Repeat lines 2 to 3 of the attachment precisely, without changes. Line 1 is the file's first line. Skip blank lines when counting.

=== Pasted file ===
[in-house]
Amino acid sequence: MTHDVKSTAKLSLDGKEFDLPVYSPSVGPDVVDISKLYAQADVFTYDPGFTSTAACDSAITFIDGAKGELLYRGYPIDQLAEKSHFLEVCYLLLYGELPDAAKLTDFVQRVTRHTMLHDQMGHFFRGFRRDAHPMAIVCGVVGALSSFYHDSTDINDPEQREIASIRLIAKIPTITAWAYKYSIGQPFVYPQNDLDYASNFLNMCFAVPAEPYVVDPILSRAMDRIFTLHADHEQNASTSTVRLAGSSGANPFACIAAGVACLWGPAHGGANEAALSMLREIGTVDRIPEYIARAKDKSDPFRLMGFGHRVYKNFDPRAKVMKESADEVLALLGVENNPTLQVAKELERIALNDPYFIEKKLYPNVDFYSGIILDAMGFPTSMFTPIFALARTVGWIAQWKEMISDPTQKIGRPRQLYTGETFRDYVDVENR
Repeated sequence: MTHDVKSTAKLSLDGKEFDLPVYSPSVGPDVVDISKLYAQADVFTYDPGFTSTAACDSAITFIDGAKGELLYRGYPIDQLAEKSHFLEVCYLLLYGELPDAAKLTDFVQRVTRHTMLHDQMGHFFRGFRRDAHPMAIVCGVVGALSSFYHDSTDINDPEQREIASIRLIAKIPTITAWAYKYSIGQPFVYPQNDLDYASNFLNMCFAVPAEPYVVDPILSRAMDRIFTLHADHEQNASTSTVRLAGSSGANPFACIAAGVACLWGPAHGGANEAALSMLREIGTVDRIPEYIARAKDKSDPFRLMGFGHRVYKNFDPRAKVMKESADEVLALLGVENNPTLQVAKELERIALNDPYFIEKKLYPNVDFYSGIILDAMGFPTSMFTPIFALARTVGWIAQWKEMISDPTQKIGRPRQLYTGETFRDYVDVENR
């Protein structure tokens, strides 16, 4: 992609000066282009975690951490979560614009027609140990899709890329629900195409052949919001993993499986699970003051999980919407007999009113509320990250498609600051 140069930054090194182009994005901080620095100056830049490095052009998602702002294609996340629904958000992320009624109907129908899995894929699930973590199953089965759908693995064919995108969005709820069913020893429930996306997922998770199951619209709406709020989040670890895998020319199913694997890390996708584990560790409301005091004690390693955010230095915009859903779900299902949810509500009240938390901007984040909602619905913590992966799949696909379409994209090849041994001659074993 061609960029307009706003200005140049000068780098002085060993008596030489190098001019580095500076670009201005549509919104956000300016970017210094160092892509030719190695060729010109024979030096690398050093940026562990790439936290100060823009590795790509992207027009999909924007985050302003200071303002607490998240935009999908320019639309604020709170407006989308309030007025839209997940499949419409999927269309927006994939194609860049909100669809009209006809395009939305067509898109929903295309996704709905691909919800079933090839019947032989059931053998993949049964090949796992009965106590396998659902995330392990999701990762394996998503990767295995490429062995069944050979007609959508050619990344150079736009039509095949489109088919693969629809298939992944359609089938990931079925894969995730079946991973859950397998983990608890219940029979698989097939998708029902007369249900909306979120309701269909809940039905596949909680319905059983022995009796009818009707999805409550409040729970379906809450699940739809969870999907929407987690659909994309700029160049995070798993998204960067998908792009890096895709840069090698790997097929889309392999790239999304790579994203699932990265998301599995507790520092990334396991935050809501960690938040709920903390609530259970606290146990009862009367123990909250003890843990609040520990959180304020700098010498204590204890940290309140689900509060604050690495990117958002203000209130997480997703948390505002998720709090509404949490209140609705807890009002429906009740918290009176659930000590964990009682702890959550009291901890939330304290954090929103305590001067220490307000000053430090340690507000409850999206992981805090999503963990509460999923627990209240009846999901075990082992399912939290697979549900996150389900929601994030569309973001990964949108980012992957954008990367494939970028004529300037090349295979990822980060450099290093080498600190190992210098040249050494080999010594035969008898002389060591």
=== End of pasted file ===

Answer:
Amino acid sequence: MTHDVKSTAKLSLDGKEFDLPVYSPSVGPDVVDISKLYAQADVFTYDPGFTSTAACDSAITFIDGAKGELLYRGYPIDQLAEKSHFLEVCYLLLYGELPDAAKLTDFVQRVTRHTMLHDQMGHFFRGFRRDAHPMAIVCGVVGALSSFYHDSTDINDPEQREIASIRLIAKIPTITAWAYKYSIGQPFVYPQNDLDYASNFLNMCFAVPAEPYVVDPILSRAMDRIFTLHADHEQNASTSTVRLAGSSGANPFACIAAGVACLWGPAHGGANEAALSMLREIGTVDRIPEYIARAKDKSDPFRLMGFGHRVYKNFDPRAKVMKESADEVLALLGVENNPTLQVAKELERIALNDPYFIEKKLYPNVDFYSGIILDAMGFPTSMFTPIFALARTVGWIAQWKEMISDPTQKIGRPRQLYTGETFRDYVDVENR
Repeated sequence: MTHDVKSTAKLSLDGKEFDLPVYSPSVGPDVVDISKLYAQADVFTYDPGFTSTAACDSAITFIDGAKGELLYRGYPIDQLAEKSHFLEVCYLLLYGELPDAAKLTDFVQRVTRHTMLHDQMGHFFRGFRRDAHPMAIVCGVVGALSSFYHDSTDINDPEQREIASIRLIAKIPTITAWAYKYSIGQPFVYPQNDLDYASNFLNMCFAVPAEPYVVDPILSRAMDRIFTLHADHEQNASTSTVRLAGSSGANPFACIAAGVACLWGPAHGGANEAALSMLREIGTVDRIPEYIARAKDKSDPFRLMGFGHRVYKNFDPRAKVMKESADEVLALLGVENNPTLQVAKELERIALNDPYFIEKKLYPNVDFYSGIILDAMGFPTSMFTPIFALARTVGWIAQWKEMISDPTQKIGRPRQLYTGETFRDYVDVENR